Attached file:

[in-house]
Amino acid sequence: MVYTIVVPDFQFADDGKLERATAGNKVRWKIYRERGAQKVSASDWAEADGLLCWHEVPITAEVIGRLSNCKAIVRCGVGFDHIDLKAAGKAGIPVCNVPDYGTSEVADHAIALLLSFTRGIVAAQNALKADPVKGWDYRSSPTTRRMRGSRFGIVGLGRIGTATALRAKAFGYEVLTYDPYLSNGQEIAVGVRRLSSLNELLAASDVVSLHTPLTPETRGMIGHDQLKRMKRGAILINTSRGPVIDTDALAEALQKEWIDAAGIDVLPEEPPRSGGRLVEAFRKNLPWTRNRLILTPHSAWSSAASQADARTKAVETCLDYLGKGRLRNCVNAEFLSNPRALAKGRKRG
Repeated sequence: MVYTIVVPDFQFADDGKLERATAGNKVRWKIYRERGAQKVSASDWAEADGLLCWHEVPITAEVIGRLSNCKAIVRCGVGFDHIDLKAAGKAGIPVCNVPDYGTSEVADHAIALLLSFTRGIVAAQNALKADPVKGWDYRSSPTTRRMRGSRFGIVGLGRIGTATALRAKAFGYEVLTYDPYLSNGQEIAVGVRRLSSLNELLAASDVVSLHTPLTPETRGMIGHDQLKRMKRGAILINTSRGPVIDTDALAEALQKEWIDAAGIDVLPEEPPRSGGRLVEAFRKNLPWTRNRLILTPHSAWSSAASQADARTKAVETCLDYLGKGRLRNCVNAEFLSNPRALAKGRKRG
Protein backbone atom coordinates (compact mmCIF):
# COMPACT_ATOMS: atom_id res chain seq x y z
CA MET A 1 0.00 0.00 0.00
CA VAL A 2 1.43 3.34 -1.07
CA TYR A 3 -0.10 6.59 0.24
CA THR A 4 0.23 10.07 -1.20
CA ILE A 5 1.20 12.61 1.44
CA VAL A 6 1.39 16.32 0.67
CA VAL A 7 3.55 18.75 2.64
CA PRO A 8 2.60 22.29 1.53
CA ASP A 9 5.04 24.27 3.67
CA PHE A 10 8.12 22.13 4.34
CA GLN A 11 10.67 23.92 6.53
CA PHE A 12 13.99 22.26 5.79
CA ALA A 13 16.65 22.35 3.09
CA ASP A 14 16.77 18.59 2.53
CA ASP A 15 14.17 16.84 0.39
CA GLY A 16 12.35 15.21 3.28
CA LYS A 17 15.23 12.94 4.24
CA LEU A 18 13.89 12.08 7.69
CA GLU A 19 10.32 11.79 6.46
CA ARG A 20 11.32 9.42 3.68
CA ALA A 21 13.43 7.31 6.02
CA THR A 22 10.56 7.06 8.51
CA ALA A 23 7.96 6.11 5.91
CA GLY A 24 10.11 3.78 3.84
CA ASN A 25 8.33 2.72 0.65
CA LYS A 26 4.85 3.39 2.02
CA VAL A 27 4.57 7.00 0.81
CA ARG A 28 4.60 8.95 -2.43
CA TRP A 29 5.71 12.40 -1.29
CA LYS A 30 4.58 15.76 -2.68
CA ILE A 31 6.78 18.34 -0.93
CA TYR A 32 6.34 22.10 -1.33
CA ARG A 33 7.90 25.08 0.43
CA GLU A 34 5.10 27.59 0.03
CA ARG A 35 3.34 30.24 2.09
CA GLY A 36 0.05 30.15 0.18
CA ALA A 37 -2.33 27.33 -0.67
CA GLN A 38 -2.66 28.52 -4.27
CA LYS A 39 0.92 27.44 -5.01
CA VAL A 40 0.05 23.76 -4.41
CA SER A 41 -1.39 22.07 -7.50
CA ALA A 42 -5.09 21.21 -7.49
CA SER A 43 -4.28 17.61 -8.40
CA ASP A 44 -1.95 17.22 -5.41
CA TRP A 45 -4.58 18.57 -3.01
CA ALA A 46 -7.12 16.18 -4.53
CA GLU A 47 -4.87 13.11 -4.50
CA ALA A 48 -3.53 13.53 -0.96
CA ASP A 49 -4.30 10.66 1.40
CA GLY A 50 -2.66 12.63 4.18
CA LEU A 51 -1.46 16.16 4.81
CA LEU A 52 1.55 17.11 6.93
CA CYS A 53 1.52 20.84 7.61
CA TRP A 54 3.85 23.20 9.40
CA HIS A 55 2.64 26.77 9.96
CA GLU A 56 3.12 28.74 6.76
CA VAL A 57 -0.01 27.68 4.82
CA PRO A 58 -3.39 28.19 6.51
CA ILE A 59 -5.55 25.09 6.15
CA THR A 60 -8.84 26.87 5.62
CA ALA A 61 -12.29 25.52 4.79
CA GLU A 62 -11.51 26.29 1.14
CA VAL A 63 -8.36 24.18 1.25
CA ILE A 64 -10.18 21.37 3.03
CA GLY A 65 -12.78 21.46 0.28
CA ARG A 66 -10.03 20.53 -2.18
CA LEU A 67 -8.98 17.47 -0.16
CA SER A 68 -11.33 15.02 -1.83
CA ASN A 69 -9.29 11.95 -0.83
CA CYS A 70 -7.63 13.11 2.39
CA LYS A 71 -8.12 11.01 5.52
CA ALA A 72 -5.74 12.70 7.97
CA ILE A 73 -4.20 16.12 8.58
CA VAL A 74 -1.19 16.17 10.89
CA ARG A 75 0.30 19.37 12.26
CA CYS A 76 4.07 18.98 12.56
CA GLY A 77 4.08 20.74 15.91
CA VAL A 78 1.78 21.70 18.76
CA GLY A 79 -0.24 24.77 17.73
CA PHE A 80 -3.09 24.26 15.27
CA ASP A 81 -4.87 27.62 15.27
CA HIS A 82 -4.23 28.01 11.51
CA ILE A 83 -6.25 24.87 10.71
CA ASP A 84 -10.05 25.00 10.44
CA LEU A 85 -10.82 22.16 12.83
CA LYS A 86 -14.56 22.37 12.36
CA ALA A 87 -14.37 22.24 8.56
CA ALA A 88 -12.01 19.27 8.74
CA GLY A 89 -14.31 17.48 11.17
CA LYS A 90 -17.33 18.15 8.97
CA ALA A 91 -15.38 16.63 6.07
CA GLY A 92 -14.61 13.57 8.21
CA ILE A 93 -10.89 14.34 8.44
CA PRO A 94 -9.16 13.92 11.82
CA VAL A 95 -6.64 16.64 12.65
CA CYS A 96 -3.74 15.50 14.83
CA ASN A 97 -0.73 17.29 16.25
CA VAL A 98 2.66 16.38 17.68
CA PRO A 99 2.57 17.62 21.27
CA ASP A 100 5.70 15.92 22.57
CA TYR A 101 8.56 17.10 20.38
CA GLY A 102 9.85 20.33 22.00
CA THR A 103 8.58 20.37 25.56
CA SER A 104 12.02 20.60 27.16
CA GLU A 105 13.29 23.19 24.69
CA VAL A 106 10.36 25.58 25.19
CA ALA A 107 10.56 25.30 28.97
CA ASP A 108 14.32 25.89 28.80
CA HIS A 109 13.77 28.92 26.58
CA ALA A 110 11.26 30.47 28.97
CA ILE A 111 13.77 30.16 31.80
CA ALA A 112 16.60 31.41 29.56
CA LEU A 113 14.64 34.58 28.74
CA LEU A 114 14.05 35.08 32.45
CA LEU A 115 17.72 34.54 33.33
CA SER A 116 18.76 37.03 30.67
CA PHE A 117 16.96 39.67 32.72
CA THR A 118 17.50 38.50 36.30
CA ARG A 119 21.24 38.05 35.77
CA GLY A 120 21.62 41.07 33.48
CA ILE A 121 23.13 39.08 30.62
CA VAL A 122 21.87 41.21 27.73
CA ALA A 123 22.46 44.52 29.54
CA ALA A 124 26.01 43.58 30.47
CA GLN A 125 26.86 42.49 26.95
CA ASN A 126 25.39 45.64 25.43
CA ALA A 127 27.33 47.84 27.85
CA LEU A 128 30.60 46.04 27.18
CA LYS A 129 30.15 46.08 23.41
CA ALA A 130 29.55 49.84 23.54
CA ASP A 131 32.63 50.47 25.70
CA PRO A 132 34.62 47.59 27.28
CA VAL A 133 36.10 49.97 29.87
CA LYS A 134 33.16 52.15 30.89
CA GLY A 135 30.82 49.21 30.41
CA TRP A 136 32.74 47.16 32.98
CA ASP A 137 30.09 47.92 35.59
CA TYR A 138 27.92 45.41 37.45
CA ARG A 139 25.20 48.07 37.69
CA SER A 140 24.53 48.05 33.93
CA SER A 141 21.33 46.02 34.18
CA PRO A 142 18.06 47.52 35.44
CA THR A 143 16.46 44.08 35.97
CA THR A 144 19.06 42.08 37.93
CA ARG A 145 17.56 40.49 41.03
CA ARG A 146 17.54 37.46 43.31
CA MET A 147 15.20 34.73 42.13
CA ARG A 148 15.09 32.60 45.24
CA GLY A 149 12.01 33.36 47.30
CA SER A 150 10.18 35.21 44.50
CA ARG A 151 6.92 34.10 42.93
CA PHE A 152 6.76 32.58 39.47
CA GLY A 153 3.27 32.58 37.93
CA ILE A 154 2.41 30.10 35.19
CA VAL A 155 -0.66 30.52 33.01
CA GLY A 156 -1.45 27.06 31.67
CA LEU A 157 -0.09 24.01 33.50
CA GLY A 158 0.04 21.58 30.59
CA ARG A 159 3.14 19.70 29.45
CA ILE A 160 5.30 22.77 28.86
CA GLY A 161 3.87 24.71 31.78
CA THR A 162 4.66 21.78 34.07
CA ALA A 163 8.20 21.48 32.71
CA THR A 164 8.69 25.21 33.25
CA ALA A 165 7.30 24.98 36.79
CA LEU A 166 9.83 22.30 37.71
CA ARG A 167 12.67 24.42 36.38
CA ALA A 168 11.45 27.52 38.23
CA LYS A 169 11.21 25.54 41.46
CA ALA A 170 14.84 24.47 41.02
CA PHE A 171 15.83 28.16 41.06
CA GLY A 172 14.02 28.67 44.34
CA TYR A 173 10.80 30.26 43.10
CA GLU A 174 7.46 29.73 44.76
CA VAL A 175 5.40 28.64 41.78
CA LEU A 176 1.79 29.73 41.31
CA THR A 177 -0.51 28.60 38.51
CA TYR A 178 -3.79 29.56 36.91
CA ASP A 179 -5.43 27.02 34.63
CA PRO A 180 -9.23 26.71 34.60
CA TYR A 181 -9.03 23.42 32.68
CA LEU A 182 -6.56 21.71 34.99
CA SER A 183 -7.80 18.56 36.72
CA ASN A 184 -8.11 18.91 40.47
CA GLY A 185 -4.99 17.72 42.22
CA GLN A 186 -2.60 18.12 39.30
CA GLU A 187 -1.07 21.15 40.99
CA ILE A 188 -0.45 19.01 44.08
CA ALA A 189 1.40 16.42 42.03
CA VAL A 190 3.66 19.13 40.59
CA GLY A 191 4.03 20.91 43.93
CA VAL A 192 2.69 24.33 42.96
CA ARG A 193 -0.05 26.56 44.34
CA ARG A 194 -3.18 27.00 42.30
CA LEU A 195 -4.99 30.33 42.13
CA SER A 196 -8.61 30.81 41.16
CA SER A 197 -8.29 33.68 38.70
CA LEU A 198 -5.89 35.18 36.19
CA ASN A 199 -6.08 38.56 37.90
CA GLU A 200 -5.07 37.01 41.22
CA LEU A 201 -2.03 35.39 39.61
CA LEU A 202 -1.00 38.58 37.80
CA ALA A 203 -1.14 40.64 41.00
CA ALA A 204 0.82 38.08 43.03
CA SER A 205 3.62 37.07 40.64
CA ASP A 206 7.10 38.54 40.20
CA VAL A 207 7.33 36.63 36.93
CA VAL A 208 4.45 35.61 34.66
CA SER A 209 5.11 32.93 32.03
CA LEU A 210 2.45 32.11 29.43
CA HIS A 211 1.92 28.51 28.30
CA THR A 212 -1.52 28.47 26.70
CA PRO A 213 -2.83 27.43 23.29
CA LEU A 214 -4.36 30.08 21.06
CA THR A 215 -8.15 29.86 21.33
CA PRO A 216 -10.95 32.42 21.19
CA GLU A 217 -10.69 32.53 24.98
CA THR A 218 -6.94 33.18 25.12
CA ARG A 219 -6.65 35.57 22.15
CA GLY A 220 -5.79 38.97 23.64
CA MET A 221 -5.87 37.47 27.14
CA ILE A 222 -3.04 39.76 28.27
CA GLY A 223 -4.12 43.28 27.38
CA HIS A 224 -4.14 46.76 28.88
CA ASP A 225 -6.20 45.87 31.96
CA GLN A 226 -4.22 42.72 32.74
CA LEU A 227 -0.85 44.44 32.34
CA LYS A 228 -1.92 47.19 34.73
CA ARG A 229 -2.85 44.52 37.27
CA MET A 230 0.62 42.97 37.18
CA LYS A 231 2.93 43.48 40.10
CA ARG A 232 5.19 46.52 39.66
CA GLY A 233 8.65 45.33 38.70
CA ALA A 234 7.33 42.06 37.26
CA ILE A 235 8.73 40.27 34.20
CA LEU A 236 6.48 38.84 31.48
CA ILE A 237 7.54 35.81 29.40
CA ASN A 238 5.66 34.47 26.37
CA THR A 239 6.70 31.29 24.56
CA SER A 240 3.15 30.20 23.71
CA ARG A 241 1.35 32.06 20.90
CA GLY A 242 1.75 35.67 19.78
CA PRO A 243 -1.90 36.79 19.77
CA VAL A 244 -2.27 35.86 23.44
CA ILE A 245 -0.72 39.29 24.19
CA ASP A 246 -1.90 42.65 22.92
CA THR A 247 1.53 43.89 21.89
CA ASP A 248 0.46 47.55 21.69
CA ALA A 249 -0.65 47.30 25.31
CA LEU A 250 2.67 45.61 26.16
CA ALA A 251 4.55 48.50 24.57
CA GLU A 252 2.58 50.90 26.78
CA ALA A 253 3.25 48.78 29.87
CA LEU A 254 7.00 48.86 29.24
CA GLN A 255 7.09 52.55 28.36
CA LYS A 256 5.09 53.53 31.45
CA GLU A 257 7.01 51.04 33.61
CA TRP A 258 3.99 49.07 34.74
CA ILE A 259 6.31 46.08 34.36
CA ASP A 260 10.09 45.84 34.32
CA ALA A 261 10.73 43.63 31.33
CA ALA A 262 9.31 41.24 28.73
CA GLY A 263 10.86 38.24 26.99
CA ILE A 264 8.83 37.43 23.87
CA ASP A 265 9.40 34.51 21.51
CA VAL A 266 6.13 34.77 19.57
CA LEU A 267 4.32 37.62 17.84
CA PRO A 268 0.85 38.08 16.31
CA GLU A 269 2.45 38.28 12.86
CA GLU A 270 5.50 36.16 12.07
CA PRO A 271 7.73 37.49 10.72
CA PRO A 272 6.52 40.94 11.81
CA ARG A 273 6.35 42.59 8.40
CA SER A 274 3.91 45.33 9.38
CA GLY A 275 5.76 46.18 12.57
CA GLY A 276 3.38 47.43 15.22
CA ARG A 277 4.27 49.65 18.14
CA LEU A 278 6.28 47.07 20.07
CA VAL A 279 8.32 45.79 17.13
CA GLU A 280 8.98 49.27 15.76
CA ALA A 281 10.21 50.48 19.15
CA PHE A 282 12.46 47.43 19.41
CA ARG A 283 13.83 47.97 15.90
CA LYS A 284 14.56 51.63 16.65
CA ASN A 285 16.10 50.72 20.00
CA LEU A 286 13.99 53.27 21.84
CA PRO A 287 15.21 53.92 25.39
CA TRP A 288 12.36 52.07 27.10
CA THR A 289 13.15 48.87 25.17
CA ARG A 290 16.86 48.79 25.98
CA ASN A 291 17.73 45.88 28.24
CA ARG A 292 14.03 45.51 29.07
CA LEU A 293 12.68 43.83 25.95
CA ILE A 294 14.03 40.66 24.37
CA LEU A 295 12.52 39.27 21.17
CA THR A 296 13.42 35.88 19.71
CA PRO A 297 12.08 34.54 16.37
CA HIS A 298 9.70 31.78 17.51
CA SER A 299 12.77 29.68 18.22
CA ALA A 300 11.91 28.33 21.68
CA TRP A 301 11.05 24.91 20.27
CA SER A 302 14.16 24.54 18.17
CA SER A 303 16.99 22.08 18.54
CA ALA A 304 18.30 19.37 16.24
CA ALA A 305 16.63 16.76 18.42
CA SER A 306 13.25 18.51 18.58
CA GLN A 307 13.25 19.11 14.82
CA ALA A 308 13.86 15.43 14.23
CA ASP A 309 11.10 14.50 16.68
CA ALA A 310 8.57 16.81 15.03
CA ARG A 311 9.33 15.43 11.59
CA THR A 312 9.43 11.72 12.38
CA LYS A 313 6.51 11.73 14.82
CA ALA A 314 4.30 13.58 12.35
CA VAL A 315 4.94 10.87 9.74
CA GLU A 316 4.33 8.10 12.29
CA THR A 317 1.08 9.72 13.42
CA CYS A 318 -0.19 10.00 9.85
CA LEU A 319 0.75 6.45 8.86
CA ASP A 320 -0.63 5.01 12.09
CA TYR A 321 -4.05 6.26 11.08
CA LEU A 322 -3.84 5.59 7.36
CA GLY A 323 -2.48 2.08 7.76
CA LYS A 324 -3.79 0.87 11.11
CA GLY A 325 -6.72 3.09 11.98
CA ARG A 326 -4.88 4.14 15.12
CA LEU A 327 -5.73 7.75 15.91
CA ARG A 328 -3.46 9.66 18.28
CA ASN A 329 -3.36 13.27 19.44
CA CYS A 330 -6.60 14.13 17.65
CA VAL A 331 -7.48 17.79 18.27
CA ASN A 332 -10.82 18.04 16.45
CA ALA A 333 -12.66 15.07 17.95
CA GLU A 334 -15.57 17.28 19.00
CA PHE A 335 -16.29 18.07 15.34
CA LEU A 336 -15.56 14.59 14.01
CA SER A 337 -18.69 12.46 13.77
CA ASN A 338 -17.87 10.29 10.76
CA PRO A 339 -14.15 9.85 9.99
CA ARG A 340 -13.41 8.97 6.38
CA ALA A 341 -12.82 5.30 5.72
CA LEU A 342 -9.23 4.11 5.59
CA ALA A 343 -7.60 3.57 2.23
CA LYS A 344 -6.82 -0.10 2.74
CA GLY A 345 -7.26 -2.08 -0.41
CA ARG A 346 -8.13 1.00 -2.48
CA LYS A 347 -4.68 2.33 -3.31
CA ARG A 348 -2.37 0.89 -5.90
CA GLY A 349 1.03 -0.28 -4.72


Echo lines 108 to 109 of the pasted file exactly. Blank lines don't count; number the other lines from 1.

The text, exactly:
CA THR A 103 8.58 20.37 25.56
CA SER A 104 12.02 20.60 27.16